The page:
In the first post on this blog, I had highlighted the patent error in the Supreme Court’s Ayodhya Verdict. I had pointed out that the Constitution Bench had erroneously assumed that an extract on the PoW Act from a previous SC decision reproduced by Justice D.V.Sharma in the 2010 Allahabad High Court verdict, was an observation by Justice D.V.Sharma. I had then raised the following questions:
- What was the Constitution Bench’s intention behind a discussion on the Places of Worship Act (Special Provisions) Act, 1991 in the context of the Shri Ramjanmabhoomi case when the Act expressly states that it does not apply to the dispute? Was the intention behind the Bench’s discussion to shield the Act from potential challenges on grounds of unconstitutionality?
- Does the Bench’s discussion on the Act have any legally binding character? In other words, is it part of the Court’s ratio decidendi or is it obiter dicta?
- Is the Bench’s discussion on the Act legally and constitutionally tenable?
I will try and address each of these questions as systematically as I can, if not serially, since the answers overlap to an extent.
In Paragraphs 81 and 82, the Bench discussed the intention of the Parliament behind promulgating the PoW Act and in Paragraphs 83-85, it dilated on “secularism as a constitutional value”. Since a Court of law is not an academic body and renders decisions only when a case is presented before it, it was not necessary for the Bench to discuss the legislative intent behind the Pow Act because the Act expressly excludes the Shri Ranjamabhoomi case from its purview. Consequently, the case was to be decided solely on the basis of principles which apply to adjudication of title suits. This is also why a discussion on secularism as a constitutional value was wholly unwarranted and unnecessary. Any court, be it a Court of first instance or an appellate court, in deciding a title suit between parties asserting their respective claims of ownership in relation to a disputed place of worship, is bound not by secularism but by demonstrable facts and objective legal standards.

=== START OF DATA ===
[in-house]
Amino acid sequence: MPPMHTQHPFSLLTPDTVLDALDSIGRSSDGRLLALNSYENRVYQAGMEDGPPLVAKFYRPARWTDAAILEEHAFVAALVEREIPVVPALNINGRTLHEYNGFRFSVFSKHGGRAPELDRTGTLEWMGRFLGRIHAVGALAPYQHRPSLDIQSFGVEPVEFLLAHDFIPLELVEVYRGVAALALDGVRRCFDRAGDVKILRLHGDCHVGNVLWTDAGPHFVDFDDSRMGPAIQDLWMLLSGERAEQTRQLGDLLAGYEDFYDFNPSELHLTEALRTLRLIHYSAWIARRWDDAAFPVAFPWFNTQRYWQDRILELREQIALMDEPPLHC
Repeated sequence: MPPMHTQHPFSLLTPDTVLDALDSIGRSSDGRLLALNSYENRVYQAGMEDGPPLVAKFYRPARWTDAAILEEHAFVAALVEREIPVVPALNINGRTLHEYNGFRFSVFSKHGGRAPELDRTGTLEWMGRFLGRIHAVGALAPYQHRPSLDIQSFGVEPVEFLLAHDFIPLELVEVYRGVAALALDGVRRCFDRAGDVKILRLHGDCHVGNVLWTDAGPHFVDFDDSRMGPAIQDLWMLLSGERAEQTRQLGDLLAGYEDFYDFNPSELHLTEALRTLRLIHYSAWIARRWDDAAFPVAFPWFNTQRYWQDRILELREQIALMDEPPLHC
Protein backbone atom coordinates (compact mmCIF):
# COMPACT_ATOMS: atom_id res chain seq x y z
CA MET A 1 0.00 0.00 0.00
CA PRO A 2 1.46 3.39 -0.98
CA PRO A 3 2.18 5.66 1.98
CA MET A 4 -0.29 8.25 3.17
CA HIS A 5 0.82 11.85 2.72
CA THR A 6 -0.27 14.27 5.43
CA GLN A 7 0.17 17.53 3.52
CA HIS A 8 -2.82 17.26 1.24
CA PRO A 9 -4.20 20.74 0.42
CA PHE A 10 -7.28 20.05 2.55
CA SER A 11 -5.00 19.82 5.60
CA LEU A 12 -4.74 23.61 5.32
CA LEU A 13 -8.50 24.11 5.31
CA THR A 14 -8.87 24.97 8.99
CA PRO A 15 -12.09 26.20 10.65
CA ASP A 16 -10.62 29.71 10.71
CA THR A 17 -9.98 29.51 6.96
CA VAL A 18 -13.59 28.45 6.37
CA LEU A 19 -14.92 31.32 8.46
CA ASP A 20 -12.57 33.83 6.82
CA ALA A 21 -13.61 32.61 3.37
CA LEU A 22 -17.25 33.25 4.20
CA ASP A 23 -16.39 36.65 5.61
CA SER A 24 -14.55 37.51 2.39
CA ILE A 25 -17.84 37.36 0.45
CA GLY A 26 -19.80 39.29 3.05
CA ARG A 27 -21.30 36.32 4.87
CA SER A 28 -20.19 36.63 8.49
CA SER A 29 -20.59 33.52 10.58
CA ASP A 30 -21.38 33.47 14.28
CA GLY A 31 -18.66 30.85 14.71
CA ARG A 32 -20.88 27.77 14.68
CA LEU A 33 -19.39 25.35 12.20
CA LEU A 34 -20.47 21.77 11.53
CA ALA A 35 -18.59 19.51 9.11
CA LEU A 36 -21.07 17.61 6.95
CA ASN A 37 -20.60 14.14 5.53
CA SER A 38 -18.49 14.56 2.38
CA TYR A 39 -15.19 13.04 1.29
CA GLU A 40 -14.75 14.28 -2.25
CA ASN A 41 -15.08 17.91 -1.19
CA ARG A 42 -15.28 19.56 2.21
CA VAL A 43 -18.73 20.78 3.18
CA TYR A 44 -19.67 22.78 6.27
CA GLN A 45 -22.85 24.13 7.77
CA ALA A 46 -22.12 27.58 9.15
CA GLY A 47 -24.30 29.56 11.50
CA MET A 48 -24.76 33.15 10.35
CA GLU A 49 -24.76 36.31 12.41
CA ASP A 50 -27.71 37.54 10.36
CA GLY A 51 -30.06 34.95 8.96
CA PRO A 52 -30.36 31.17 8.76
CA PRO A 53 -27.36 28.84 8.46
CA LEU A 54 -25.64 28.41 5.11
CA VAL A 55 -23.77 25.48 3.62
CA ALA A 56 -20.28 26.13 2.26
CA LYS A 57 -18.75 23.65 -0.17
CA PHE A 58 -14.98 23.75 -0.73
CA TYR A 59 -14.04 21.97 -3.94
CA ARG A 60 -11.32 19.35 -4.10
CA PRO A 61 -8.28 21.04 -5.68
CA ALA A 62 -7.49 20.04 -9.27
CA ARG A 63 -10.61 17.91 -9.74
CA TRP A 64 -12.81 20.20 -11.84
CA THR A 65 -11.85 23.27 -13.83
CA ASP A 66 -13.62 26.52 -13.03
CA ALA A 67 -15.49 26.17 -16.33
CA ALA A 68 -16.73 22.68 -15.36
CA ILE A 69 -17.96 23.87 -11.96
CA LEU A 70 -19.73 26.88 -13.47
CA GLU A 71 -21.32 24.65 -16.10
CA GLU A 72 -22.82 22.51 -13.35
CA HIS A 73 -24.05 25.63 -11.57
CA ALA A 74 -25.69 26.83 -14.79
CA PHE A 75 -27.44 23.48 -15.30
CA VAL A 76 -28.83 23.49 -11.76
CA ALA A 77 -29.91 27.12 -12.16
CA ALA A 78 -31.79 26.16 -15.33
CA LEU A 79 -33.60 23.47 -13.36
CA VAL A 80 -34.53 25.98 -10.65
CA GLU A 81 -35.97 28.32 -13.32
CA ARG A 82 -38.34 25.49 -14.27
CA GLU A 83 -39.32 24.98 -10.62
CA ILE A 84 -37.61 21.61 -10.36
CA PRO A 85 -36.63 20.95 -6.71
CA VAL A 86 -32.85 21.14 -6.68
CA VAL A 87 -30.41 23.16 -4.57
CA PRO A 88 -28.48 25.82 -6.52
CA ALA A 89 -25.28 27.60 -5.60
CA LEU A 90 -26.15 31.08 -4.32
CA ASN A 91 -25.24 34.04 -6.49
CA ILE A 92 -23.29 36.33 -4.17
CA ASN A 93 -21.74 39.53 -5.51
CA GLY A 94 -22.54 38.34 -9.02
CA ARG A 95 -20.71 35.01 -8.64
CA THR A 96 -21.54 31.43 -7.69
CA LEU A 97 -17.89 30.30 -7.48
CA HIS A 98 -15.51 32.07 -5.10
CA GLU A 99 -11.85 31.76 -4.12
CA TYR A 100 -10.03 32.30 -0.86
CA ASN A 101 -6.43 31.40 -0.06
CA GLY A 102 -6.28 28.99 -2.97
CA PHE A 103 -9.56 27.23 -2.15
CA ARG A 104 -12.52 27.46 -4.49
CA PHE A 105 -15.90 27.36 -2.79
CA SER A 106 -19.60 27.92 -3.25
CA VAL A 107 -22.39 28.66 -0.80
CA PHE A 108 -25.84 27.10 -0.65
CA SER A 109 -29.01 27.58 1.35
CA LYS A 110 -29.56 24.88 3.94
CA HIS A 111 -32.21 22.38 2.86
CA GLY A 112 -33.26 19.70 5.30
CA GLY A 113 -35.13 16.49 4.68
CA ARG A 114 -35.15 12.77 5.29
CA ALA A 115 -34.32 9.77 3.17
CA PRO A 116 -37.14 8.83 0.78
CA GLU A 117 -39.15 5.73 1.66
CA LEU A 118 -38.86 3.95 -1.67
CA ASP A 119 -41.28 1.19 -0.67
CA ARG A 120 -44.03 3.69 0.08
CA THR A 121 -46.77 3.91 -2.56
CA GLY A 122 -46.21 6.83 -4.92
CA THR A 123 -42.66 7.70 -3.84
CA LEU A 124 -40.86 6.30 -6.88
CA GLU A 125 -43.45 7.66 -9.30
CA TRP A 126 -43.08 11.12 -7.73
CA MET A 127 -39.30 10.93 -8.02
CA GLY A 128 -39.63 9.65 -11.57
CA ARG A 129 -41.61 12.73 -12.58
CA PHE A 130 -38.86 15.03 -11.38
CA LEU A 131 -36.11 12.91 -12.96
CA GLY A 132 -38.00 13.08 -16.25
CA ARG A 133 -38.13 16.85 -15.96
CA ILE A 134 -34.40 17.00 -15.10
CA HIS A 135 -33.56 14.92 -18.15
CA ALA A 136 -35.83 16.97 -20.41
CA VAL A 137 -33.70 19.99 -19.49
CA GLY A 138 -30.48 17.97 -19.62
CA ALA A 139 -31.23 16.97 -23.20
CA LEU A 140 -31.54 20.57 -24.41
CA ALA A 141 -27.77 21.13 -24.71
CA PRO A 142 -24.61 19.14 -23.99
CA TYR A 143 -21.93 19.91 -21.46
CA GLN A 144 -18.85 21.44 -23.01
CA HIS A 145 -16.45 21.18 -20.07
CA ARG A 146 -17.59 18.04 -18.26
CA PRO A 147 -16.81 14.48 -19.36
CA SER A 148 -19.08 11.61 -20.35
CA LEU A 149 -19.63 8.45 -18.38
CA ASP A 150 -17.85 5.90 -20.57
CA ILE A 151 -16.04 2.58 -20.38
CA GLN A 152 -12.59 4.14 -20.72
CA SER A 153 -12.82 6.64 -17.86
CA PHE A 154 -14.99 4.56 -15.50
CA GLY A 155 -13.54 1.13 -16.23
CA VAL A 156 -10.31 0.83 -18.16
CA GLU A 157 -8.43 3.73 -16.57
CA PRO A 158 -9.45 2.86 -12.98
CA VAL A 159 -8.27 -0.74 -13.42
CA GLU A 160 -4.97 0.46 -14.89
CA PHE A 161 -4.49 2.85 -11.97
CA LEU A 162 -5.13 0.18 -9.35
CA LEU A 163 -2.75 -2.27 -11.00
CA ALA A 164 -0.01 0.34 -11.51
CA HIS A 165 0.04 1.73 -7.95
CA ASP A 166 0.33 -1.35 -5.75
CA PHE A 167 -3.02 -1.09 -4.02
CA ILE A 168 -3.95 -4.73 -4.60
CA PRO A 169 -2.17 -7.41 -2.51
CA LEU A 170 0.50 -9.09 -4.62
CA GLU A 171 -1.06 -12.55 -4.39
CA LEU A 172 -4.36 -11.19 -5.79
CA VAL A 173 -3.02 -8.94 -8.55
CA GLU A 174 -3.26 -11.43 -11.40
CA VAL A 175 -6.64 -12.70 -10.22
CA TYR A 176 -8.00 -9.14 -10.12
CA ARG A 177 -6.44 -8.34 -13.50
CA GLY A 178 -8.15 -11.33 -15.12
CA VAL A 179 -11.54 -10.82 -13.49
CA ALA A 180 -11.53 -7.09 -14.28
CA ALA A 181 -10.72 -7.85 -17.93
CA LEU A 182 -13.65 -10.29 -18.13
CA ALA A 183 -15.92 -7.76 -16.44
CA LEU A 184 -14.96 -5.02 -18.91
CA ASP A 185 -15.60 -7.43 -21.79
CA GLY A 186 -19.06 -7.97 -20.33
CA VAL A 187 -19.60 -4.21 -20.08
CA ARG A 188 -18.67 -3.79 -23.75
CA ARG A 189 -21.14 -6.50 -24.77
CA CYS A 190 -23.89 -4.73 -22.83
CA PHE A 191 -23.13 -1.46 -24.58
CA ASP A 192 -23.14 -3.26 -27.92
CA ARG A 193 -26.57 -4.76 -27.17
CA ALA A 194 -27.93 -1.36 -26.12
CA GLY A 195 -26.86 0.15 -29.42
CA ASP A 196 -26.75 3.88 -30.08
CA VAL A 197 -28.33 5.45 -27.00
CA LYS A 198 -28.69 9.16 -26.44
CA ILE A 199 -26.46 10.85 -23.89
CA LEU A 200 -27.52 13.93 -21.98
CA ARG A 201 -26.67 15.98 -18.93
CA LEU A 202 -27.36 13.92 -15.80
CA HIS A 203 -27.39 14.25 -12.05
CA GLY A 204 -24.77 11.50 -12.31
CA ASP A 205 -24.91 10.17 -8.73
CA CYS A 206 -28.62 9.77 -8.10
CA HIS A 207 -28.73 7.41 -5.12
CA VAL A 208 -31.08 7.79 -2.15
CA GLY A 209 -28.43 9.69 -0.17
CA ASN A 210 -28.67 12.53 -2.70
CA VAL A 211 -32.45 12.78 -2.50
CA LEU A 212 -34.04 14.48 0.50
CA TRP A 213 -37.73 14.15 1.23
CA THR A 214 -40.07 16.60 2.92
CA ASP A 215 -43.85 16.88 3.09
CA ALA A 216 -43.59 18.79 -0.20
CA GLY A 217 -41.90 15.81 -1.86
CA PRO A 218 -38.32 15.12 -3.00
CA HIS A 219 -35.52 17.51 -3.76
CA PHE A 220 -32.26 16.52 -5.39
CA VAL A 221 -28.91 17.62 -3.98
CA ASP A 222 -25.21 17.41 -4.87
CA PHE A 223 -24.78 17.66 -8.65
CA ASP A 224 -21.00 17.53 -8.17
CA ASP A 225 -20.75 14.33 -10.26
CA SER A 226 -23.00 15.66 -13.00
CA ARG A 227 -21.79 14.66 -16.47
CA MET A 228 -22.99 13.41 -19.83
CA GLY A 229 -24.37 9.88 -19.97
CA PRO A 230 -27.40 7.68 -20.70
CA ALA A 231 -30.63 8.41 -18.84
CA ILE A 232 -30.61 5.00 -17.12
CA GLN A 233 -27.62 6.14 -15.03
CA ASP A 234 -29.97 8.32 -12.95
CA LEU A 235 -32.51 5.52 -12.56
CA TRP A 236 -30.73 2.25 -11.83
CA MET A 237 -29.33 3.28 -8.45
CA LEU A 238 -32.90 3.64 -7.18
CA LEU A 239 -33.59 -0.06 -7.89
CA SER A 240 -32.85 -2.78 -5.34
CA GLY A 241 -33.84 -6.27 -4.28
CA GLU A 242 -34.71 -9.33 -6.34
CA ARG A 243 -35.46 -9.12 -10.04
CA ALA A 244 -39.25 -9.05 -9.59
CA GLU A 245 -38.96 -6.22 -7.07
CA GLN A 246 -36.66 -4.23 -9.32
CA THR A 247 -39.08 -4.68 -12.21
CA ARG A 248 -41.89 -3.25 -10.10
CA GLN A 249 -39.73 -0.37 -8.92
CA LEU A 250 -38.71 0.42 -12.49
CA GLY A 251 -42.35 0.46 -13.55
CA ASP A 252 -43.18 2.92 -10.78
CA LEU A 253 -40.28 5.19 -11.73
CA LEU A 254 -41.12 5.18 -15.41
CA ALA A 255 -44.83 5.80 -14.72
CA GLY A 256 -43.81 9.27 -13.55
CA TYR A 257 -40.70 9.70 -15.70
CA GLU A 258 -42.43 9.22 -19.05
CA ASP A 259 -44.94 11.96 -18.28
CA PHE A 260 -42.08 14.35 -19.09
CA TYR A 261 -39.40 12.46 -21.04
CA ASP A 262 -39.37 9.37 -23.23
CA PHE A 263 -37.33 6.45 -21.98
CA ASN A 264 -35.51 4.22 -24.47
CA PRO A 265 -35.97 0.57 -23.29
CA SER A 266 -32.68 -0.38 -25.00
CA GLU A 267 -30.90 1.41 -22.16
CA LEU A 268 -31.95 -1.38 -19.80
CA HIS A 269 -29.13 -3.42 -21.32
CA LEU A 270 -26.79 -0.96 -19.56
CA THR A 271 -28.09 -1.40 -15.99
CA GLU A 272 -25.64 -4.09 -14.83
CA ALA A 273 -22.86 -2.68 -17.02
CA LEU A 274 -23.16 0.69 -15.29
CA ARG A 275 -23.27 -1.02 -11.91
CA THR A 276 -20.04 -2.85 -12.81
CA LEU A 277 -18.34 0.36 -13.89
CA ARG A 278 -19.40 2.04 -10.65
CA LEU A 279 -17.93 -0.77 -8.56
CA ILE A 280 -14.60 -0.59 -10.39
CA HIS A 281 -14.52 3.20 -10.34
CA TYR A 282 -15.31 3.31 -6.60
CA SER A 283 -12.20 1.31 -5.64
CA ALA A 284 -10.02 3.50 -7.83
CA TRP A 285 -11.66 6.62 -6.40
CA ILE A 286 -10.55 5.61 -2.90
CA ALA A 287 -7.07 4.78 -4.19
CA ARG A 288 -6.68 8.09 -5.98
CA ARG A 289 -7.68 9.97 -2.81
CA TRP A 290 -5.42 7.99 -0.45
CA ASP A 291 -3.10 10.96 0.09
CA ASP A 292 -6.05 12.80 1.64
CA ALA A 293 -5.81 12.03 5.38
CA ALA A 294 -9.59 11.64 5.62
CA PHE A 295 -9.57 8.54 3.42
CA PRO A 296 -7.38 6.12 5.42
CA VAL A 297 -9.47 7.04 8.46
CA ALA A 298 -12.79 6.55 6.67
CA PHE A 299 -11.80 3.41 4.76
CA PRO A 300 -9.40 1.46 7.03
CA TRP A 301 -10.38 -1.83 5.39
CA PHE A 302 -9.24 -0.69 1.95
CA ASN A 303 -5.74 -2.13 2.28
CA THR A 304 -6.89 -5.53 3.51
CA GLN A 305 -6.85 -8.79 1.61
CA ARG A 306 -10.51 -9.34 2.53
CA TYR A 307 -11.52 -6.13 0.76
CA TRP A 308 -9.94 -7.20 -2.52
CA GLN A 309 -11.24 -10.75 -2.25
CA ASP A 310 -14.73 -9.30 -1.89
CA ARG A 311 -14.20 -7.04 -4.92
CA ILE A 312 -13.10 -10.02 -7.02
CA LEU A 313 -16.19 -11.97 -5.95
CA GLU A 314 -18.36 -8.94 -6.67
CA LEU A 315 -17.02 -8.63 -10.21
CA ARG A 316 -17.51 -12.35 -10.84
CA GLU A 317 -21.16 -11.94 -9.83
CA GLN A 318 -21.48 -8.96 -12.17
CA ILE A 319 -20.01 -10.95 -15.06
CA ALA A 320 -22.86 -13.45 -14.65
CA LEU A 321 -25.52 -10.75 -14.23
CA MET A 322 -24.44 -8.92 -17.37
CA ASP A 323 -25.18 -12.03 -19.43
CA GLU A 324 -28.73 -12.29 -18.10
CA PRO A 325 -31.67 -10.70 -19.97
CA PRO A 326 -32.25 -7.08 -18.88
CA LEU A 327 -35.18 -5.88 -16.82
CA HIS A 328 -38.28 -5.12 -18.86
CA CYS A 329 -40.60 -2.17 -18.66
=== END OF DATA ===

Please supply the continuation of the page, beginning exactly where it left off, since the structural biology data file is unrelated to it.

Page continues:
This takes us to the question of whether the observations of the Bench in relation to the PoW Act have a legally binding character. Given that the object of the PoW Act was entirely irrelevant to the Shri Ranjanmabhoomi case owing to its exception from the Act, the observations of the Bench must necessarily be treated as obiter dicta and therefore not legally binding. In Jagdish Lal v. State of Haryana (1997) 6SCC 538, the Supreme Court has held that as follows:
“It is settled legal position that the ratio decidendi is based upon the facts actually decided”
Again, in Director of Settlements, A.P. & Ors vs M.R. Apparao & Anr (2002), elaborating on (a) the issue of what constitutes law as declared by the Supreme Court under Article 141 and (b) the distinction between Obiter dicta and ratio decidendi, the Supreme Court held as follows:
“So far as the first question is concerned, Article 141 of the Constitution unequivocally indicates that the law declared by the Supreme Court shall be binding on all Courts within the territory of India. The aforesaid Article empowers the Supreme Court to declare the law. It is, therefore, an essential function of the Court to interpret a legislation. The statements of the Court on matters other than law like facts may have no binding force as the facts of two cases may not be similar. But what is binding is the ratio of the decision and not any finding of facts.
It is the principle found out upon a reading of a judgment as a whole, in the light of the questions before the Court that forms the ratio and not any particular word or sentence. To determine whether a decision has ‘declared law’ it cannot be said to be a law when a point is disposed of on concession and what is binding is the principle underlying a decision. A judgment of the Court has to be read in the context of questions which arose for consideration in the case in which the judgment was delivered. An ‘obiter dictum’ as distinguished from a ratio decidendi is an observation by Court on a legal question suggested in a case before it but not arising in such manner as to require a decision. Such an obiter may not have a binding precedent as the observation was unnecessary for the decision pronounced, but even though an obiter may not have a bind effect as a precedent, but it cannot be denied that it is of considerable weight. The law which will be binding under Article 141 would, therefore, extend to all observations of points raised and decided by the Court in a given case. So far as constitutional matters are concerned, it is a practice of the Court not to make any pronouncement on points not directly raised for its decision.”